Fels Longitudinal Study featured in anniversary issue of American Journal of Physical Anthropology

Vital Signs » Spring 2014
photo of Physical Anthropology

Researchers at the Boonshoft School of Medicine are leading the charge in understanding what makes people different. Their research is providing physicians with a greater understanding of human growth and development. But it can also provide valuable insights useful to another field of scientific discovery: physical anthropology.

Richard J. Sherwood, Ph.D., director of the Division of Morphological Sciences and Biostatistics of the Lifespan Health Research Center and professor of community health and pediatrics, and Dana Duren, Ph.D., associate professor of community health and orthopaedic surgery, sports medicine and rehabilitation, say that the growth and development data gathered over generations by the Fels Longitudinal Study can provide valuable insights for scientists in the physical anthropology community.

Their research and that of others was published in the January 2013 special issue of the American Journal of Physical Anthropology, the official journal of the American Association of Physical Anthropologists. The special issue, guest edited by Sherwood and Duren, commemorated the 80th anniversaries of the Fels Longitudinal Study, the longest continuous study of human growth and development in the world, and the founding of the American Association of Physical Anthropologists (AAPA).

In 2011 a symposium, “Growth of a Species, an Association, a Science: 80 Years of Growth and Development Research,” was held in Minneapolis, Minnesota, to celebrate the longevity and interrelated nature of the Fels Longitudinal Study and the AAPA. Several of the participants had current or historical connections to the Fels Longitudinal Study, which began in 1929 in Yellow Springs, Ohio.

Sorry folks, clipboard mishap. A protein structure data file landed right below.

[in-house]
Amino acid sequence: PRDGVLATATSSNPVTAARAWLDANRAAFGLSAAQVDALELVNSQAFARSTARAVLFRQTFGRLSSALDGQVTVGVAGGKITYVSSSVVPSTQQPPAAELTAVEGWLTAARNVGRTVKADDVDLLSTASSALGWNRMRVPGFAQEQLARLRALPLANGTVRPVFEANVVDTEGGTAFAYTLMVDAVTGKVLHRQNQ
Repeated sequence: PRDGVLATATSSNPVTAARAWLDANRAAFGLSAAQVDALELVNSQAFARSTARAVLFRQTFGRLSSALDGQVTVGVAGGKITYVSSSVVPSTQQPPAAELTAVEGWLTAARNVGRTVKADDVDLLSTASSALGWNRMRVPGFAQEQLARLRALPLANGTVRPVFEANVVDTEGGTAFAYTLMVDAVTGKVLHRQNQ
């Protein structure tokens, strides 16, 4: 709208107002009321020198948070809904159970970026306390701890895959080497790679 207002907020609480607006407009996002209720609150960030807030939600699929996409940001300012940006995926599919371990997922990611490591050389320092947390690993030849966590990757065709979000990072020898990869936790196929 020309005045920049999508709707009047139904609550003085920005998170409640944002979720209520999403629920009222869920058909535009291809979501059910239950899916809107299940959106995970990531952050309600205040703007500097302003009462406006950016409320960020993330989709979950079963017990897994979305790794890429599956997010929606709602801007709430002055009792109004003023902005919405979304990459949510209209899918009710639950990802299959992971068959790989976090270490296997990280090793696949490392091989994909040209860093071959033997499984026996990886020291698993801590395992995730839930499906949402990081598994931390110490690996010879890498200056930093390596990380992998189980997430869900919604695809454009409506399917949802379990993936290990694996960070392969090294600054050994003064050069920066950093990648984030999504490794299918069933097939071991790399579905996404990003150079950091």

Today, the Fels Longitudinal Study focuses on physical growth, skeletal maturation, craniofacial growth, genetics, longitudinal biostatistical modeling, body composition, risk factors for cardio - vascular disease, and aging of the musculoskeletal system. In 1977, the Fels Research Institute and Fels Longitudinal Study became part of the Wright State University’s Boonshoft School of Medicine, residing first in the Department of Pediatrics and later within the Department of Community Health in the Lifespan Health Research Center. Participants in the study range from infants to the elderly.

Last edited on 04/18/2016.